Do you have your driver’s permit or license or are you getting ready to take the test? Congratulations! Being able to drive can make it a lot easier to hang out with your friends, get to school, work, and do errands. It’s great to enjoy your independence, but most importantly, be safe when you’re behind the wheel.
Motor vehicle crashes are the leading cause of death for U.S. teens. Six teens ages 16 to 19 die every day from motor vehicle injuries. Per mile driven, teen drivers ages 16 to 19 are nearly three times more likely than drivers aged 20 and older to be in a fatal crash.
Fortunately, teen motor vehicle crashes are preventable, and proven strategies can improve the safety of young drivers on the road.
Automobile accidents are the leading cause of death for teens in the United States.
- Compared with other drivers, teens have the lowest rate of seat belt use.
- Crash risk is the highest during the first year that a teenager has his/her license.
- Per mile driven, teen drivers between the ages of 16-19 are three times more likely than drivers 20 years and older to be in a fatal crash.
- Every day 6 teens between 16-19 years old die from motor vehicle injuries and many more suffer from injuries related to car crashes.
- Among male drivers between the ages of 15-20 years old who were involved in fatal car crashes (2012-CDC), 35% were driving above the speed limit and 25% had been drinking alcohol.
What is distracted driving?
Distracted driving means any activity that takes your attention away from driving safely. The Center for Disease Control (CDC) lists three main types of distraction: visual (when you take your eyes off of the road), manual (when you take your hands off of the steering wheel, and cognitive (when you take your mind off of driving). Texting and talking on the phone are major driving distractions and illegal in many states however, there are other activities such as talking to others in the car, changing stations on the radio, putting on makeup, shaving, eating, and daydreaming that are also dangerous. In fact, ANYTHING that takes your eyes, hands or mind off of the road is considered distracted driving. According to the U.S. Department of Transportation, in 2015 there were a total of 32,166 fatal crashes in the United States involving 48,613 distracted drivers—which resulted in 35,092 deaths.
How can I become a good driver?
Becoming a good driver takes time and experience. Taking a “Driver’s Ed” class is a smart way to get started and prepare for your written exam and get the experience you’ll need before you take your road test. In fact, once a permit is issued to a teen, many states require driver education classes to be taken. These programs, whether given at school or through a private business, require both classroom hours and time “behind-the-wheel” (actual driving). Some behind-the-wheel time will be with the instructor, and some with a parent or other adult. Check out the DMV (Department of Motor Vehicles) regulations for your state. Another added bonus of taking Driver’s Ed is that the cost of your parent’s car insurance (or your own) may be reduced after you complete the training.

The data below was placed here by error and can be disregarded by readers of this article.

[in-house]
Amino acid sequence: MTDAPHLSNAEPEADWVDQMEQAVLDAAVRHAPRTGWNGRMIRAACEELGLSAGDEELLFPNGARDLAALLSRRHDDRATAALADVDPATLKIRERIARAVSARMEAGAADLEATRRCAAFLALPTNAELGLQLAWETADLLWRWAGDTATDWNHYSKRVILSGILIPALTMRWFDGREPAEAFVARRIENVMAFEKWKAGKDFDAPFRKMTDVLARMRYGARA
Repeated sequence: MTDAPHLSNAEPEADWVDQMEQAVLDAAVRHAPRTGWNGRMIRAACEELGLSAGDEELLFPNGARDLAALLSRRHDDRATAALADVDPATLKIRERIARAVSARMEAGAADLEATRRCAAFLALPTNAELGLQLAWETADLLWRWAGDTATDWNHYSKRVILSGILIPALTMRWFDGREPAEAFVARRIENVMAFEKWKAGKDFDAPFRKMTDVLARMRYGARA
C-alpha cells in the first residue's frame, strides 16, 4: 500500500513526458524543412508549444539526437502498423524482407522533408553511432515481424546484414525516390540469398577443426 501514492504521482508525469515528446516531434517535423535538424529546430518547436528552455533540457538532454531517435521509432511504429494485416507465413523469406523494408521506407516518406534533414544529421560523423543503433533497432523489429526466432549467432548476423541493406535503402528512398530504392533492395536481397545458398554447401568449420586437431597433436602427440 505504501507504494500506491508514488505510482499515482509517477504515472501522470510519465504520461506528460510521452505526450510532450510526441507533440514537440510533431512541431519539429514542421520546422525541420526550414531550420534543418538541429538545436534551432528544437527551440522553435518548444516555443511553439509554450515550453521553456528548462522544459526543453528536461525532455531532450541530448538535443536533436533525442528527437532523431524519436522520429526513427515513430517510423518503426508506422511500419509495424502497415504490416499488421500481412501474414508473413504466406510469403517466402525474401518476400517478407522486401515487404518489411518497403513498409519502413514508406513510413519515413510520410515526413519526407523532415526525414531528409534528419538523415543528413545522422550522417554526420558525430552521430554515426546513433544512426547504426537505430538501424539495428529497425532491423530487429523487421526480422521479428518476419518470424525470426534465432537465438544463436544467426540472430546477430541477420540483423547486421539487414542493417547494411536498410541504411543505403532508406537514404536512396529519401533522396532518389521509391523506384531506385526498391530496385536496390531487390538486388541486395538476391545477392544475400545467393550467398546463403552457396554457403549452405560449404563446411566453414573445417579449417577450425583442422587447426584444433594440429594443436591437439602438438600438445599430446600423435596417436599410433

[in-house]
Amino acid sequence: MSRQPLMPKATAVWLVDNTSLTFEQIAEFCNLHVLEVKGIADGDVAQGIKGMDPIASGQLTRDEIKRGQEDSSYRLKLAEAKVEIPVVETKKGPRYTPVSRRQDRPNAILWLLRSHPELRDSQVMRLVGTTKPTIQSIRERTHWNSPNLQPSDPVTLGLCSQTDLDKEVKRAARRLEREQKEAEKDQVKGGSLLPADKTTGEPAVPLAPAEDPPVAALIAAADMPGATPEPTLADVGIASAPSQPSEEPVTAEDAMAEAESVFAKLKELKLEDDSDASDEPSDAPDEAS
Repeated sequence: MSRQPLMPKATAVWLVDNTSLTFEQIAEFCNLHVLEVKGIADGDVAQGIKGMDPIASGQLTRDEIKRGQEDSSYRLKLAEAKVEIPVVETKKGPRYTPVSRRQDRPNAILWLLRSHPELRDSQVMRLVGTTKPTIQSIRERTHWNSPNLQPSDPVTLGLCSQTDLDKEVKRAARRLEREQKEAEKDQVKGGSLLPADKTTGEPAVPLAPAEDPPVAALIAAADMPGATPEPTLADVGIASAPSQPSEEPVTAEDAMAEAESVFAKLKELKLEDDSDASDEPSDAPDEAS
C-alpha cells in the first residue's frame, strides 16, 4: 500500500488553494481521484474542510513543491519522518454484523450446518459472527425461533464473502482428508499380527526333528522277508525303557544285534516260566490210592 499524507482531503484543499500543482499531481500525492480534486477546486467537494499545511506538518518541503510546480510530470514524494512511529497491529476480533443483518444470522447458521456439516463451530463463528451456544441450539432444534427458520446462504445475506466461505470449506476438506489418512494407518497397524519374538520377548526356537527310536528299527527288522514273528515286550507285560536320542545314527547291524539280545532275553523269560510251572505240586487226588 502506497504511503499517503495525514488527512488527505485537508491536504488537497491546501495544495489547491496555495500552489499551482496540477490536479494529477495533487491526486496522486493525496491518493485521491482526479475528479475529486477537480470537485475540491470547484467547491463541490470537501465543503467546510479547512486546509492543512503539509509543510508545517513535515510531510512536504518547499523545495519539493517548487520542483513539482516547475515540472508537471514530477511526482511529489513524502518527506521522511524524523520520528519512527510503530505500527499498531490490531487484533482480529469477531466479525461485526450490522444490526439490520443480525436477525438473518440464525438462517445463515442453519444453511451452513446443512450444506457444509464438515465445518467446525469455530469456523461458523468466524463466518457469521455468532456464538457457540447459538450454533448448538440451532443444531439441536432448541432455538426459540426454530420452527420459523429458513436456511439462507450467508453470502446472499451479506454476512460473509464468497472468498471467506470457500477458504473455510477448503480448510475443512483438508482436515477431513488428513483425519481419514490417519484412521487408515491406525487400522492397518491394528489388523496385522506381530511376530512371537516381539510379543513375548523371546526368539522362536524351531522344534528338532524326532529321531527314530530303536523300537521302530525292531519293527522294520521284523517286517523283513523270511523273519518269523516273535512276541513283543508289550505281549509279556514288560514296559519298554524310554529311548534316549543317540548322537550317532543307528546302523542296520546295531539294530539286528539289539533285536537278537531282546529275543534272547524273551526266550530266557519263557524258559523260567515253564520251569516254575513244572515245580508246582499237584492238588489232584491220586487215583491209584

Before you turn the key in the ignition:
When you’re first learning how to drive
Driving can be scary and nerve-wracking in the beginning. Whether you practice driving with your teacher, your parent/guardian, a sibling, or another adult, the more you drive the more comfortable and skilled you will become. When you are first learning, you’ll be most comfortable driving on clear, sunny days in areas close to home, without a lot of traffic. Eventually, you’ll be ready to try driving on bigger roads, at night, and in different weather conditions such as rain or snow.
Driving Safety Tips:
- Always wear your seatbelt whether you’re the driver or passenger; every car, every time!
- Follow your state’s laws about when you can drive and with whom. If you don’t follow the rules and you get stopped by the police, you can have your permit taken away or lose your license even before your career begins.
- Always turn off your cell phone; it’s distracting and will take your attention away from the road.
- Never ever text while driving – know your state’s laws and the legal consequences.
- Never use earphones; you’ll need to be able to hear sounds such as horns and sirens.
- Avoid changing the radio station or CD’s while driving. If you’re listening to music, keep it at a reasonable volume so you can hear sirens, car horns, and other noises.
- If you need to make a call or do something that requires your full attention, pull over to a well-lit, safe area.
- NEVER use drugs or alcohol before or while driving.
- If you are sleepy, pull over to a safe area. If you have another licensed driver in the car, ask them to drive.
- Always keep a safe distance between you and the car in front of you (this will give you plenty of space to stop if the car ahead of you stops suddenly).
- Know the speed limit of the road you are driving on and be sure to follow it.
- Be sure to have an Emergency Plan – know how to contact your parent(s)/guardian(s) or another responsible adult, in case you have car trouble or you get lost.
What should I keep in the car?
Keep the following items in the car or in your wallet when you are driving:
- Your license
- Car registration
- Name and phone number of your insurance company
- A card with a list of emergency contacts (parent(s) or guardian(s), car owners)
- Your ID card, if you have a membership to a roadside assistance plan (such as AAA)
- Flashlight, batteries, and jumper cables; and a shovel (during the winter in snowy climates)
- Blanket, water, nonperishable food (such as granola bars in case of an emergency)
- First aid kit
- Small notebook and pen (to take notes if you are in an accident)
For more information, check out this CDC guide: https://www.cdc.gov/parentsarethekey/pdf/patk2015_8dangerzones-a.pdf
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